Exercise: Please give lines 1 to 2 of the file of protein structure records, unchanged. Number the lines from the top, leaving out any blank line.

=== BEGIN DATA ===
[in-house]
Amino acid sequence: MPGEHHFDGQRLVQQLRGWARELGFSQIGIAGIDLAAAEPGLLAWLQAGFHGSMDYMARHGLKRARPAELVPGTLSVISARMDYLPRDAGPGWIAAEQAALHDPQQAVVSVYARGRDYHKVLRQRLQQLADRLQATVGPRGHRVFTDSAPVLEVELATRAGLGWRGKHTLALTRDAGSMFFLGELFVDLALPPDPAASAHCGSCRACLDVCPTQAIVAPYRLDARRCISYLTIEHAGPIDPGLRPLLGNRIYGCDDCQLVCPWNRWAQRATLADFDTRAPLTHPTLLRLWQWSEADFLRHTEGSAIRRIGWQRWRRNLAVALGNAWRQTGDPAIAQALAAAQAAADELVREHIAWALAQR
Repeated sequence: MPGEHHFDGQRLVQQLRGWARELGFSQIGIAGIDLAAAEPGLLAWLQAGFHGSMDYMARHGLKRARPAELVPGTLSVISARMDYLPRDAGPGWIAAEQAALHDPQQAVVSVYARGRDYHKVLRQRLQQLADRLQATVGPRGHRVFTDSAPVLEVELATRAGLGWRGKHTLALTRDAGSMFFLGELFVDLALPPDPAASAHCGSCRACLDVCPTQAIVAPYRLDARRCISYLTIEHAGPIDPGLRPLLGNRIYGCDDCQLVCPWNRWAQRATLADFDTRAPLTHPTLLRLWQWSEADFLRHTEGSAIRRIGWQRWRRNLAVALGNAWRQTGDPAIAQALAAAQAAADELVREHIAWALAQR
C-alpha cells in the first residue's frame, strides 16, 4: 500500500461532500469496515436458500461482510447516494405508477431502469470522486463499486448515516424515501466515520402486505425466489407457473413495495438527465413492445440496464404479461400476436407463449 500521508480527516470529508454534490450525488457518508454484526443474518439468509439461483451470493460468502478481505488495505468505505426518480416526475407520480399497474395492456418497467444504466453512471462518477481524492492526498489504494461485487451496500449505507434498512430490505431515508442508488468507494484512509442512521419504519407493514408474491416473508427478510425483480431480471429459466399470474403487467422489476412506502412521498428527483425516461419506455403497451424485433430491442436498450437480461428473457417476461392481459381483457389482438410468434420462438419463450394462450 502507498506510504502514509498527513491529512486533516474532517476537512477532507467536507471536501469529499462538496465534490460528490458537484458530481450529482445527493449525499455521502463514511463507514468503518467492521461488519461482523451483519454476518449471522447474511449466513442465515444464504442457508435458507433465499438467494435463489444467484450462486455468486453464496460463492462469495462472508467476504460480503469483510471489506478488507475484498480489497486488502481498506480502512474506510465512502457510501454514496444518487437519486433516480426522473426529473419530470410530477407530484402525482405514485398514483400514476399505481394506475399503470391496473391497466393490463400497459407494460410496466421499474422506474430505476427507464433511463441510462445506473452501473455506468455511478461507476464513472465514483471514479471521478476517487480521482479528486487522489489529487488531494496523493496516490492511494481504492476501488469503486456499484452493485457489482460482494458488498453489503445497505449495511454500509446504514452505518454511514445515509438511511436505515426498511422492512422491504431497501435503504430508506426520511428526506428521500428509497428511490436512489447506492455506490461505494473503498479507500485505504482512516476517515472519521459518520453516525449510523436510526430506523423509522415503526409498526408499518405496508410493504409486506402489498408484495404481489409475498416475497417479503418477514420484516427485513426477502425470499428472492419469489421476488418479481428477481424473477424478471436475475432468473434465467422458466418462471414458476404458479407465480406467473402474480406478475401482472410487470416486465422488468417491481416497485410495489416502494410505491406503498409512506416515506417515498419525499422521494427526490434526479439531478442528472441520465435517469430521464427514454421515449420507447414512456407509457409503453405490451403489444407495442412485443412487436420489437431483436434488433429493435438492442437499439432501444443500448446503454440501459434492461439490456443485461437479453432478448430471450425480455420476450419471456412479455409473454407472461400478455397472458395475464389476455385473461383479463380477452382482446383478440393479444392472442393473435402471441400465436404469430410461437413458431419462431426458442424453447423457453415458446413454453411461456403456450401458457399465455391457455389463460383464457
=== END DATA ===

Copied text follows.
[in-house]
Amino acid sequence: MPGEHHFDGQRLVQQLRGWARELGFSQIGIAGIDLAAAEPGLLAWLQAGFHGSMDYMARHGLKRARPAELVPGTLSVISARMDYLPRDAGPGWIAAEQAALHDPQQAVVSVYARGRDYHKVLRQRLQQLADRLQATVGPRGHRVFTDSAPVLEVELATRAGLGWRGKHTLALTRDAGSMFFLGELFVDLALPPDPAASAHCGSCRACLDVCPTQAIVAPYRLDARRCISYLTIEHAGPIDPGLRPLLGNRIYGCDDCQLVCPWNRWAQRATLADFDTRAPLTHPTLLRLWQWSEADFLRHTEGSAIRRIGWQRWRRNLAVALGNAWRQTGDPAIAQALAAAQAAADELVREHIAWALAQR